1/ George Santos pleaded not guilty to 13 federal criminal charges. Santos, who was released on a $500,000 bond, faces seven counts of wire fraud, three counts of money laundering, two counts of making false statements to Congress, and one count of defrauding campaign donors to purchase designer clothes, make a car payment, and pay personal credit card bills. Santos also faces a charge that he fraudulently applied for unemployment benefits in 2020 when he was employed and earning an annual salary of $120,000. He faces up to 20 years in prison if convicted. (New York Times / Washington Post / Associated Press / CNN / ABC News / NBC News / Politico / NPR / Axios)

2/ CNN will host Trump for a live, two-hour town hall Wednesday night – one day after a civil jury found him liable for sexual assault, battery, and defamation. As president, Trump regularly attacked the news media, calling the press “the enemy of the people,” while repeatedly insulting journalists and threatening to revoke press passes. [Editor’s note: Why CNN, why?] (NPR)

3/ Inflation eased to the lowest level in two years, but prices remain higher than normal. Consumer prices in April were 4.9% higher than a year ago – down from the 5% inflation rate in March and June 2022’s peak of 9.1%. Last week, the Federal Reserve raised interest rates for the 10th time in 14 months to a range between 5% and 5.25% – the highest level in 16 years – in an effort to slow the economy. (NPR / CNBC / Washington Post / New York Times / Wall Street Journal / CNN / Bloomberg)

4/ An FDA advisory panel unanimously endorsed making birth control pills available without a prescription for the first time. The FDA’s outside experts said the benefits of making a birth control pill available without a prescription outweigh the risks. The FDA is expected to make a decision on the proposed use of the oral contraceptive, called Opill, this summer or early fall. (Axios / ABC News / New York Times / Washington Post / NBC News)

5/ Missouri House Republicans banned gender-affirming care for transgender minors and restricted transgender students from participating on school sports teams that align with their gender identity. Gov. Mike Parson is expected to sign both bills, which expire in 2027, after threatening a special legislative session on the issue if lawmakers didn’t act. At least 13 states this year have enacted laws or policies aimed at banning or severely limiting transition care for transgender youth. (Associated Press / New York Times / St. Louis Post-Dispatch / Missouri Independent)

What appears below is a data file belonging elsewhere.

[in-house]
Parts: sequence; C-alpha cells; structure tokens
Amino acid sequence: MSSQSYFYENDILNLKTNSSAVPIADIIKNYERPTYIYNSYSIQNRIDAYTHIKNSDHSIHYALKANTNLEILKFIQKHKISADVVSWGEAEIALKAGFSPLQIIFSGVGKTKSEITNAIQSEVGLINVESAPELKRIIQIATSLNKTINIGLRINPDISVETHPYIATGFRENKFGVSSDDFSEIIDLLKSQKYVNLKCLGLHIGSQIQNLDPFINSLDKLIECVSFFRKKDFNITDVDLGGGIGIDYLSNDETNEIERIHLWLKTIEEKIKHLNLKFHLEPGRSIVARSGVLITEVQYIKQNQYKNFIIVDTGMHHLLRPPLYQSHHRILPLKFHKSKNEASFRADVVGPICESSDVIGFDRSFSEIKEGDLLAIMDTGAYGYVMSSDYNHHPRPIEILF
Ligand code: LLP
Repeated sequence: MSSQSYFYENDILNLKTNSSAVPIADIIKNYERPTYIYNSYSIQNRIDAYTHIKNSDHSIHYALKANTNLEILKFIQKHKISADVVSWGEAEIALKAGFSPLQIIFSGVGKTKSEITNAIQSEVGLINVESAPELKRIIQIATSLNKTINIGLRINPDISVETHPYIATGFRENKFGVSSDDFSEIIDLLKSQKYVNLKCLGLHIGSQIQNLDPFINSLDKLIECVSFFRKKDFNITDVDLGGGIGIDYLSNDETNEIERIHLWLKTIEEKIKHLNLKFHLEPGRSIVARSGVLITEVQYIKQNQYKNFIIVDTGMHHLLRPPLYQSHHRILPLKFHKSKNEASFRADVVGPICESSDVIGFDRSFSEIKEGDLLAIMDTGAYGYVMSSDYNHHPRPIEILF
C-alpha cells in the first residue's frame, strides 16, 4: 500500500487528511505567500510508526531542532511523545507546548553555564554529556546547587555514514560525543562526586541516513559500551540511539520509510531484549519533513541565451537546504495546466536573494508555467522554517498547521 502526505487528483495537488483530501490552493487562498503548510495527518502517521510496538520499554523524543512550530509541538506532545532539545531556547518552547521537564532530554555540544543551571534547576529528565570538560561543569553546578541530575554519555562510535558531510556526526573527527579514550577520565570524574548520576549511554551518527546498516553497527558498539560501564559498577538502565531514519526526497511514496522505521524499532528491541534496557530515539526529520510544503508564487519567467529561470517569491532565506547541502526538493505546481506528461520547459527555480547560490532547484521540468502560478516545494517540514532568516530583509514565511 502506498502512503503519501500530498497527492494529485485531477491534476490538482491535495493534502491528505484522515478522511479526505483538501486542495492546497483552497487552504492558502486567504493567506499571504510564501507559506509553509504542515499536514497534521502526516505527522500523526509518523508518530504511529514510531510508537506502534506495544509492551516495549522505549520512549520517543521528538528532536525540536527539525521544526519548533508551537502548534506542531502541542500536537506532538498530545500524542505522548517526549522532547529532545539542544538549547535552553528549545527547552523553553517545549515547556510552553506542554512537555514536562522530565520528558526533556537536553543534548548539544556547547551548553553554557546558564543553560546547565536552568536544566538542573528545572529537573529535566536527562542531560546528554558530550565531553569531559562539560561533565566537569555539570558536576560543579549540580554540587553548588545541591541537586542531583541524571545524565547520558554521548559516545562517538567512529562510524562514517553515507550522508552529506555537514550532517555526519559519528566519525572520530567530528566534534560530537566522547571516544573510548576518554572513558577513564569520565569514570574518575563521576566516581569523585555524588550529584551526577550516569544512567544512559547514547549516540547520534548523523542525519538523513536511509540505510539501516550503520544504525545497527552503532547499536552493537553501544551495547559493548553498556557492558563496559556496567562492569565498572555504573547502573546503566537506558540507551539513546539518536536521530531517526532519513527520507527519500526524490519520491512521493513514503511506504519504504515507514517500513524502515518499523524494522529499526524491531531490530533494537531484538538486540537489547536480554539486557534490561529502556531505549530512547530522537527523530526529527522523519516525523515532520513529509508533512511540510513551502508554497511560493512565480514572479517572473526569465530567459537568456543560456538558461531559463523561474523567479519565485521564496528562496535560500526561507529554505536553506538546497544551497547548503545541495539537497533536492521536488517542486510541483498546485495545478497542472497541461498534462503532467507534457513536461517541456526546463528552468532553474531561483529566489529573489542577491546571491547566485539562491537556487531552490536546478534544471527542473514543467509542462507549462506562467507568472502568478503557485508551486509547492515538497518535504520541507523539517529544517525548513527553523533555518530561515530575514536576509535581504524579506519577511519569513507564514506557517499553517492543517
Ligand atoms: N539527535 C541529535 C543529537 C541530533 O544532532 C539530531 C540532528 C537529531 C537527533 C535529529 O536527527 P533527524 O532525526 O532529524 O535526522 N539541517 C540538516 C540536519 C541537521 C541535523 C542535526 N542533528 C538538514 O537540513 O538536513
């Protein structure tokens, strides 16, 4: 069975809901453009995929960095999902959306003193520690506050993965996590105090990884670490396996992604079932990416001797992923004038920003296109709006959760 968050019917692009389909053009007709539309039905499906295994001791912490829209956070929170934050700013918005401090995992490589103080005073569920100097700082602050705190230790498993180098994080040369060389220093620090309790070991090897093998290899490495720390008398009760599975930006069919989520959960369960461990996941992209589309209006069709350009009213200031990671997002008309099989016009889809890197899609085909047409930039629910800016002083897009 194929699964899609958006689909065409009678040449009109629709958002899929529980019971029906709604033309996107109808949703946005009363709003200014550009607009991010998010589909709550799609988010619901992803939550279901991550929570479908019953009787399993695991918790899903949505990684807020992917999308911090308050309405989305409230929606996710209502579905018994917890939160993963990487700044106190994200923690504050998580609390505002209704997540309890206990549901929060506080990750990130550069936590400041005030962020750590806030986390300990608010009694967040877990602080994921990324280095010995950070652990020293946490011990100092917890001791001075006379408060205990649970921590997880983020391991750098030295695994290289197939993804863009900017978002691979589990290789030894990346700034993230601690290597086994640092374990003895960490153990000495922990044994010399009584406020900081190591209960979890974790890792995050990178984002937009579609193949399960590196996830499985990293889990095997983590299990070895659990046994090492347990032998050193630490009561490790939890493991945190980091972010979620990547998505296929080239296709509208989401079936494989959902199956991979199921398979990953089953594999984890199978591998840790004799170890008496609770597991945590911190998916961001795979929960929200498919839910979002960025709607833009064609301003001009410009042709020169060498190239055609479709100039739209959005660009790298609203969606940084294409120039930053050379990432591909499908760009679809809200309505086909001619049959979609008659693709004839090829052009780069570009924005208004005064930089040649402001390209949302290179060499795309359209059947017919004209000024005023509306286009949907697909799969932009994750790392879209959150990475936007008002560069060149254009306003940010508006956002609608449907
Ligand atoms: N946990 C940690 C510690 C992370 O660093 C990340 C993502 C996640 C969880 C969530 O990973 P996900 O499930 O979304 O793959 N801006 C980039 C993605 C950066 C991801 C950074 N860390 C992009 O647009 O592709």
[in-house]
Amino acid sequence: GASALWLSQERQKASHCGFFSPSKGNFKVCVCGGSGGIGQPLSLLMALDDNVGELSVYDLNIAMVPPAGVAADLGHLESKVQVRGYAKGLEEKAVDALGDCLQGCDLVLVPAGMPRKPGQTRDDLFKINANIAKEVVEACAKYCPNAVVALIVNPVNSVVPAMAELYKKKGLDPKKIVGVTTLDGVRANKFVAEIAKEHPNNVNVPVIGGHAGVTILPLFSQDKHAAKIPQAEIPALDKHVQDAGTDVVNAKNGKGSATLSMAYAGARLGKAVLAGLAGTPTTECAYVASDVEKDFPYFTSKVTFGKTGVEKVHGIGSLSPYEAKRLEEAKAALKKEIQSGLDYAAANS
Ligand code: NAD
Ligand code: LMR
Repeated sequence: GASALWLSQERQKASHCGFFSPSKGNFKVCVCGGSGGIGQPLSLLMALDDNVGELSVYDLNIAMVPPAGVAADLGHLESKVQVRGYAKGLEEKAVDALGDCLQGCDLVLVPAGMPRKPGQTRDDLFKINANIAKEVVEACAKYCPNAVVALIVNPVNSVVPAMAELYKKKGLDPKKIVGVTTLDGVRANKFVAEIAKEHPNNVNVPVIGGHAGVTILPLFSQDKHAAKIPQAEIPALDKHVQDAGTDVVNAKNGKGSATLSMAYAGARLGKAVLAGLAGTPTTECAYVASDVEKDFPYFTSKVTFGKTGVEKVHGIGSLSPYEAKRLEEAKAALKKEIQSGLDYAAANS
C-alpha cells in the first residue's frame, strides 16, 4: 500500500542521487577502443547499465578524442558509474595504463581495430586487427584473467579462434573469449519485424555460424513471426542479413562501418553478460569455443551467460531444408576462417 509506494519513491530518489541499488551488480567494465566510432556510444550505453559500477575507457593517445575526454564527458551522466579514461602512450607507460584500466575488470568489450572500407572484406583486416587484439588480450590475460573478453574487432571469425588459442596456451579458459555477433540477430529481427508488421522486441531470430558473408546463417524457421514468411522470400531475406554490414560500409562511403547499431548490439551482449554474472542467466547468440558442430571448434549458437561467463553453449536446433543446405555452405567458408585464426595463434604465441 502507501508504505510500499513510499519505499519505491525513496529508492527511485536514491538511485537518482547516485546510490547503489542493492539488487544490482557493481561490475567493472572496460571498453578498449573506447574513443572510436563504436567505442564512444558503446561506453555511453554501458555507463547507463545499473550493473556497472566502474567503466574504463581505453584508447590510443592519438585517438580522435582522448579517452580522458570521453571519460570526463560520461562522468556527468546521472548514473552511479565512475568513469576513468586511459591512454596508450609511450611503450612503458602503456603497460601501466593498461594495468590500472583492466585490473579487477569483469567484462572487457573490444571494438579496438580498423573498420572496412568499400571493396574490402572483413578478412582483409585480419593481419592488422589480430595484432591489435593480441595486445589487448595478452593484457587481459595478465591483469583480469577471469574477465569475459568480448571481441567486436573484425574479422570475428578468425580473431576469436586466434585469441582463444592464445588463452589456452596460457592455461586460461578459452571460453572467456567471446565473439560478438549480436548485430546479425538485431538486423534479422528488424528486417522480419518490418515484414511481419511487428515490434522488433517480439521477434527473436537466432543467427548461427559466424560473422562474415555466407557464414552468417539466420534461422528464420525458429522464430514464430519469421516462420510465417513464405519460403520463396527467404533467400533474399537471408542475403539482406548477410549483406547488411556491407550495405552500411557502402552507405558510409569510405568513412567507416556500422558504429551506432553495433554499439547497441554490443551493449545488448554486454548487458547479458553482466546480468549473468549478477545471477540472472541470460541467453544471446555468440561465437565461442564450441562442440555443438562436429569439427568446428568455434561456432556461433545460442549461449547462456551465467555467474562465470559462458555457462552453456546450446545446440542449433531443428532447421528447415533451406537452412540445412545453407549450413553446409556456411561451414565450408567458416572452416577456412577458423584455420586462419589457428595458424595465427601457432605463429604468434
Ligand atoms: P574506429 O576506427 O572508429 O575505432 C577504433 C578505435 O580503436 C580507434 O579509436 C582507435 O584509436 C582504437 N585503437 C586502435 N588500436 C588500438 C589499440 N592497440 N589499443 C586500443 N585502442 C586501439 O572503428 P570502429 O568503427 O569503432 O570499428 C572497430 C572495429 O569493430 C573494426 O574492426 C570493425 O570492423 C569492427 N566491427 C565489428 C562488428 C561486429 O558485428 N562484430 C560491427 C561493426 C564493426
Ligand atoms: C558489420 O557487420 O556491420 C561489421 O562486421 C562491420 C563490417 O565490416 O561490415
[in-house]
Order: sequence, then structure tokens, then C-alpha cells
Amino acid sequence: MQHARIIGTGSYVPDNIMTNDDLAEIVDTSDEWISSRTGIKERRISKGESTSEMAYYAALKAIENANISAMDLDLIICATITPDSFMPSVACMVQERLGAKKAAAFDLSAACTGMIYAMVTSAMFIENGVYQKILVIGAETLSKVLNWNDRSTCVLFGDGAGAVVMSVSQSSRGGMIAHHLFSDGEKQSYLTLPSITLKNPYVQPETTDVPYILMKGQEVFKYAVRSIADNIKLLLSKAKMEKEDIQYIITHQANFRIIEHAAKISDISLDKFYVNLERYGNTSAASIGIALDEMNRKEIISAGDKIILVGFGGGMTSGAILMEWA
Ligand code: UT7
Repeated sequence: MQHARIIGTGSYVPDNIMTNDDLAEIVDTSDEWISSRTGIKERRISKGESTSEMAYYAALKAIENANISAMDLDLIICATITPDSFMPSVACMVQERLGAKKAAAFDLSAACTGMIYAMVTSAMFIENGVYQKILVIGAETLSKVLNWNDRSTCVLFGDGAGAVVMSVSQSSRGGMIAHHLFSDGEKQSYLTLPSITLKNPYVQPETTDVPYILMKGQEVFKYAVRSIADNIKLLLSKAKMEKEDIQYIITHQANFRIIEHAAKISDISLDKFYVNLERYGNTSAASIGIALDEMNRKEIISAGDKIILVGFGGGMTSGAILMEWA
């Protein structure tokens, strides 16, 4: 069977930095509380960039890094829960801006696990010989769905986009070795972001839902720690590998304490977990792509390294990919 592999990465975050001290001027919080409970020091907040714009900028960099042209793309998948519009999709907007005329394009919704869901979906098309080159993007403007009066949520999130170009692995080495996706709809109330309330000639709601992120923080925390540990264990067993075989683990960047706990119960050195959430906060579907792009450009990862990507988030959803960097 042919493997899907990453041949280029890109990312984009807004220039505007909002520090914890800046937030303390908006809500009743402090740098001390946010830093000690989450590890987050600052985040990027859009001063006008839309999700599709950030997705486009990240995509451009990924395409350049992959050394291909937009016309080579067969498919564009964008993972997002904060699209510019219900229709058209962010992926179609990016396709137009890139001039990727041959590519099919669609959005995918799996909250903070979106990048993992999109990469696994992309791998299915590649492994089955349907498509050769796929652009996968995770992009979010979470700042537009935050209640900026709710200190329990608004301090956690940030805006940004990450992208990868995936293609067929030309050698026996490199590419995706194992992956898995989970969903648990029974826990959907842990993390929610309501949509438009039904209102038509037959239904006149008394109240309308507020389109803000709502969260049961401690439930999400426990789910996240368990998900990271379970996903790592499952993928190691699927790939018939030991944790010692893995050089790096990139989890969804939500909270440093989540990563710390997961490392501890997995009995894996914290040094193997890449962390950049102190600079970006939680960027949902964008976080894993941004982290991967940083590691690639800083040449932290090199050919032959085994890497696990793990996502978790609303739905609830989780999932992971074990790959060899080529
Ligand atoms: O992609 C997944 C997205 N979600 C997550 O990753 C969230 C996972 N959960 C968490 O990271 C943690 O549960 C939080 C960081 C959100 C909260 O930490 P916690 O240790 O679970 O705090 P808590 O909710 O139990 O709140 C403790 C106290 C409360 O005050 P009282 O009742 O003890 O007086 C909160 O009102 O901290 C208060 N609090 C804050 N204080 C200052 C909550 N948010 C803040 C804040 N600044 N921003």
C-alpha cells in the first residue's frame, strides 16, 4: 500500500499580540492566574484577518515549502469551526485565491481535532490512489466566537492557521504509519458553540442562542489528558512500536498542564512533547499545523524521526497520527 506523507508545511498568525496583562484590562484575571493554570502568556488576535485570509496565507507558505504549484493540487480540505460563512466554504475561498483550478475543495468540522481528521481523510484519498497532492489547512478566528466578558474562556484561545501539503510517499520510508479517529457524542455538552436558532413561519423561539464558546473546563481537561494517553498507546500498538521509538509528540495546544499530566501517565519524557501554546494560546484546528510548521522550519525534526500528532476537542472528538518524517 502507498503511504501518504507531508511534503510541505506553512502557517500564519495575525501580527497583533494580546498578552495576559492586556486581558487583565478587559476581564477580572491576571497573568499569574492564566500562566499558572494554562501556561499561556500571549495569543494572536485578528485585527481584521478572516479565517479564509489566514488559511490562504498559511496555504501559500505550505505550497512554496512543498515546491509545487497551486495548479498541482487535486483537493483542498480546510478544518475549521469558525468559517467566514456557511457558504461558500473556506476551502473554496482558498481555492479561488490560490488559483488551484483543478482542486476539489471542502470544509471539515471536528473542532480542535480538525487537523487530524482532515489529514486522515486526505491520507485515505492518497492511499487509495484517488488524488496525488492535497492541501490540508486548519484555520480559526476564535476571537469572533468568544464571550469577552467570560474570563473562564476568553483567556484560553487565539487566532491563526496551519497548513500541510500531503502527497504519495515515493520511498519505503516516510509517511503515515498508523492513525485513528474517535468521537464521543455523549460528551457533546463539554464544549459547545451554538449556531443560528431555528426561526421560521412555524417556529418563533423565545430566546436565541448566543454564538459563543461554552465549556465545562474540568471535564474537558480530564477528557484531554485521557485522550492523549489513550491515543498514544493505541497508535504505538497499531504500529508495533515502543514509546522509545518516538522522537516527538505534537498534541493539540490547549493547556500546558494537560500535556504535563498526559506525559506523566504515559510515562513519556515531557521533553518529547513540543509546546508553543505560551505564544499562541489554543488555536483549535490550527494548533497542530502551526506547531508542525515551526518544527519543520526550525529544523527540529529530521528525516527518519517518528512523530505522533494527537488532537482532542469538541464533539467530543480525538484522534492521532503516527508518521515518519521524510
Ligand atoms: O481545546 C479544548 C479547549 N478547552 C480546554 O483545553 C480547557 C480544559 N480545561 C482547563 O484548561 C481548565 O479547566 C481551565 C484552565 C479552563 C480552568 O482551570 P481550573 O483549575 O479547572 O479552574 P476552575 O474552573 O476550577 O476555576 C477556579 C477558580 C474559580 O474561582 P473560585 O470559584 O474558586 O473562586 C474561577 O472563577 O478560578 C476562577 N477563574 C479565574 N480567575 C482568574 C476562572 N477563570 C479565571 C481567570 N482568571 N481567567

6/ Ron DeSantis and Florida education officials rejected dozens of social studies textbooks and “fixed” dozens of other books to prevent “political indoctrination of children.” Florida initially rejected 81% of the textbooks submitted by publishers in part because they “contained prohibited subjects,” including critical race theory, or contained what the state’s education department considered “inaccurate material, errors and other information that was not aligned with Florida law.” The Florida education commissioner said that textbooks should “focus on historical facts” and be “free from inaccuracies or ideological rhetoric.” The list of rejected or changed materials included books on U.S. history, the Holocaust, psychology, references to the killing of George Floyd and the Black Lives Matter movement, as well as descriptions of socialism and communism. (NPR / Tampa Bay Times / Washington Post / New York Times)

7/ Joe Manchin threatened to vote against all of Biden’s EPA nominees unless the administration rescinds new carbon emission standards for power plants. The EPA’s proposal, expected to be announced Thursday, would require coal and natural gas-fired power plants to drastically reduce their greenhouse gas emissions by 2040 by establishing new limits on their emissions. Manchin accused the Biden administration of trying to advance a “radical climate agenda” that’s “designed to kill the fossil industry by a thousand cuts” by “regulat[ing] coal and gas-fueled power plants out of existence.” Electricity production accounts for about 25% of greenhouse gas emissions in the U.S. Of that, about 79% of those emissions come from coal and natural gas-fired power plants. Said another way: Roughly 20% of U.S. greenhouse gas emissions come from burning fossil fuels to generate electricity. (Politico / Washington Post / Bloomberg / Reuters)